Attack on Pansare: No place for free thought in Maharashtra?
As protests pick up across the state, all eyes are on the new government to see if the police force under the new regime will be able to ensure action against the attackers.
- Total Shares
For those who have seen Govind Pansare's journey as a social activist, the similarities between the attack on Dr Narendra Dabholkar and now, Pansare, are a little too many. Both are noted social activists who have believed in secular thoughts and were proponents of the anti superstition movement. Both have dedicated their lives to fighting against injustice in society. Both were in the firing line of certain sections of society who resented their views on secularism and social justice. And both were attacked in a similar fashion by attackers shooting out at them in the early hours of the morning. And both had been receiving threats from people who opposed their views. In both these cases, the attempt was to silence the ideology they stood for.
Around a fortnight ago, it is said, Govind Pansare, got a threat letter from an unidentified person. The sender was someone who didn't agree with the senior activist's views. But that was a regular feature for the social activist who fought for justice for the underprivileged and marginalised and espoused secular values all his life. The danger that these random letters posed was seen only this morning when Pansare, 82 and his wife Uma were shot at by assailants on a bike. The couple was out for a morning walk when the attackers shot bullets at them. While Pansare took three bullets and is currently undergoing surgeries in a Kolhapur hospital, Mrs Pansare is reported to be out of danger.
Pansare's frank views on historical facts and social norms were revolutionary and irked many who didn't approve of his anti superstition and secular ideology. As the organiser of a talk on "Who Killed Karkare", Pansare had ruffled feathers. Similarly, it is believed that during a discussion, Pansare had spoken about how Mahatma Phule and his aides who had created a sense of fear among people in the name of religion. The Kolhapur-based social activist had also authored a book, Shivaji Kon Hota, and often criticised the way certain political groups had exploited and abused Shivaji for their own gains. In January, this year, at a conference at Kolhapur's Shivaji University on whether caste-based reservation amounts to discrimination, it is believed that Pansare got into a heated debate with a person.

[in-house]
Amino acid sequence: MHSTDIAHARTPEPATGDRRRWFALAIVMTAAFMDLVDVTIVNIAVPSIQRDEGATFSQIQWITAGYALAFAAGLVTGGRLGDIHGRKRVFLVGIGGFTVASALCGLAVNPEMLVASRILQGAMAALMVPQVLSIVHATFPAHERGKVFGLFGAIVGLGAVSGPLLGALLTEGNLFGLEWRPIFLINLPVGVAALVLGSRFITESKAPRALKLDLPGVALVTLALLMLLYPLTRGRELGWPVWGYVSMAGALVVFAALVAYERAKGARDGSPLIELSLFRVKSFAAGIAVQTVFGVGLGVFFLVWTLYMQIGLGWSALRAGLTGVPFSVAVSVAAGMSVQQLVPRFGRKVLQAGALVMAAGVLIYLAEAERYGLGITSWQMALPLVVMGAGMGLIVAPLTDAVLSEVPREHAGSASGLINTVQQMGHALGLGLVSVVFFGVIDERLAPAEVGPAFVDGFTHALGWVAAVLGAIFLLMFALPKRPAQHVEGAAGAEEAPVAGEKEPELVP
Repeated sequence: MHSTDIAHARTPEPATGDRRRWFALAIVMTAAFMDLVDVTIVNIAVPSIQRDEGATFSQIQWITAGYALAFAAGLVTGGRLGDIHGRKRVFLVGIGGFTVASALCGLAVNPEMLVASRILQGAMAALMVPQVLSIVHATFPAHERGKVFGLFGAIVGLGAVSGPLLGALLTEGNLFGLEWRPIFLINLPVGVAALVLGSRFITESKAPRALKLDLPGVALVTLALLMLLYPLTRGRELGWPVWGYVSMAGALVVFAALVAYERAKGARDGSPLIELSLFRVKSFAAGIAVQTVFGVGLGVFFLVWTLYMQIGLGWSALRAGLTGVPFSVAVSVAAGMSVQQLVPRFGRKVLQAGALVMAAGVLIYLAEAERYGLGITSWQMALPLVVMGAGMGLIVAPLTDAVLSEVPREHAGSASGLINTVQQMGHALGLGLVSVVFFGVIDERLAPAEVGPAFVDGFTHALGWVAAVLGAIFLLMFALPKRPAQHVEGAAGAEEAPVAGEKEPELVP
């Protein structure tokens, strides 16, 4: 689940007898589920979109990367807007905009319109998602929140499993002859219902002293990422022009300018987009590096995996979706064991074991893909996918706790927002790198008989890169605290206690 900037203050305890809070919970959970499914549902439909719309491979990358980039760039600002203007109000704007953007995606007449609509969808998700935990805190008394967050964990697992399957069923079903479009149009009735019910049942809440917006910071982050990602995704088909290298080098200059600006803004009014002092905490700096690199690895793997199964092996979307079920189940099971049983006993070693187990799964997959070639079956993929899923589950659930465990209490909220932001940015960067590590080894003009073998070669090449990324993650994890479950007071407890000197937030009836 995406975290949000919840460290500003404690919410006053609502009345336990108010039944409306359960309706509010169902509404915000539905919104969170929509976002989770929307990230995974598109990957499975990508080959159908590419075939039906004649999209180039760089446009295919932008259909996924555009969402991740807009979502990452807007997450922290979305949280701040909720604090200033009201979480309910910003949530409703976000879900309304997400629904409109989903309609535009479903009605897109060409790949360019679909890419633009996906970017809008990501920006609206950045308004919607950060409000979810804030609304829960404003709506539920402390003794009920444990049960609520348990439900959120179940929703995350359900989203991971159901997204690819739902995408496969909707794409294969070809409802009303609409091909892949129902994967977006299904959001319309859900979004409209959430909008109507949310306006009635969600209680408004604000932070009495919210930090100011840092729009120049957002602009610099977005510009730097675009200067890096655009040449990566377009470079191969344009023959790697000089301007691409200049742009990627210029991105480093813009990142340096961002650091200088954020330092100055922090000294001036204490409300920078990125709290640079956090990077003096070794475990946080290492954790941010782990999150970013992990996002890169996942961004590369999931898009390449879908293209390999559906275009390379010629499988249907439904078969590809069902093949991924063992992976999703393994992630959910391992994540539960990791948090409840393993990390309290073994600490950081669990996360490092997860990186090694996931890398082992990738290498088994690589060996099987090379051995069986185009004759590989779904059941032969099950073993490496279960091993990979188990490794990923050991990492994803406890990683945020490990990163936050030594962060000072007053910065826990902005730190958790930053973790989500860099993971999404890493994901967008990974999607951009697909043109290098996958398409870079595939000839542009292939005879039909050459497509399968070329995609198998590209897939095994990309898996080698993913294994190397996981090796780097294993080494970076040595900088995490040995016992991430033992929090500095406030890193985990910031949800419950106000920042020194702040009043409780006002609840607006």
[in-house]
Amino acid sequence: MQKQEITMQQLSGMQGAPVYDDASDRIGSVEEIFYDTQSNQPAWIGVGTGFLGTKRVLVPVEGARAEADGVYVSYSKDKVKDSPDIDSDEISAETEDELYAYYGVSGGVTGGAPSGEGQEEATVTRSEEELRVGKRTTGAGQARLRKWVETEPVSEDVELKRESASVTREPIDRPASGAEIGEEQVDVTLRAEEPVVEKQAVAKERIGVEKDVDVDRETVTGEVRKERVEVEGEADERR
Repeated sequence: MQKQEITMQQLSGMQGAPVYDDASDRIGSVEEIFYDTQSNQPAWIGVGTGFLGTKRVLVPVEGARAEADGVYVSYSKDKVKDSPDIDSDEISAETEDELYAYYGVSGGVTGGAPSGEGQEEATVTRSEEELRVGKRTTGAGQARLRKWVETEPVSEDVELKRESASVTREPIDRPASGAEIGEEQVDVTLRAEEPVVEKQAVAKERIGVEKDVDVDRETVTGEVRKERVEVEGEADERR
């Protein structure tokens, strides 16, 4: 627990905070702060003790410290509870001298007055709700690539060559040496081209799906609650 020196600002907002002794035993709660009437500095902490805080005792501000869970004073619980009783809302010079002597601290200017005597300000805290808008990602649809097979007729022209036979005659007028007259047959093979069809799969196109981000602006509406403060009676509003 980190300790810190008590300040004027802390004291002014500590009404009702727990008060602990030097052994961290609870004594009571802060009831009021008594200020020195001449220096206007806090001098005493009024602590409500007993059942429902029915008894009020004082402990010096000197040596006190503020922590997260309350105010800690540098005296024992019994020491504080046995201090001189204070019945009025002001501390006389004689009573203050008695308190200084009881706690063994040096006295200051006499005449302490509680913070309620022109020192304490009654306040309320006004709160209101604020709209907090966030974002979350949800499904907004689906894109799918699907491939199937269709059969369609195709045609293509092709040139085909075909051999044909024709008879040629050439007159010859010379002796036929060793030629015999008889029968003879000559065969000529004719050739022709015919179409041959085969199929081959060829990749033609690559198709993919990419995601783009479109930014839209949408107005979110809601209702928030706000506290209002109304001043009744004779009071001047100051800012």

The attack on Pansare saw widespread protests across Maharashtra with people pouring into the streets to demand immediate action against the assailants. Black flag protests in Aurangabad, rural parts of Solapur and Nashik and even Mumbai show the mass following Pansare enjoyed among the weaker sections of society. The chief minister, Devendra Fadnavis, announced the formation of ten police teams to probe the matter but the assurance held little value for the people of Maharashtra who have seen Dabholkar's killers going scot free. Pansare's supporters and colleagues believe that criminals have been emboldened by the police's inability to nab the accused in the Dabholkar case. It's been 18 months since Dabholkar was shot dead in the middle of Pune and the killers have not been brought to book as yet. As protests pick up across the state, all eyes are on the new government to see if the police force under the new regime will be able to ensure action against the attackers.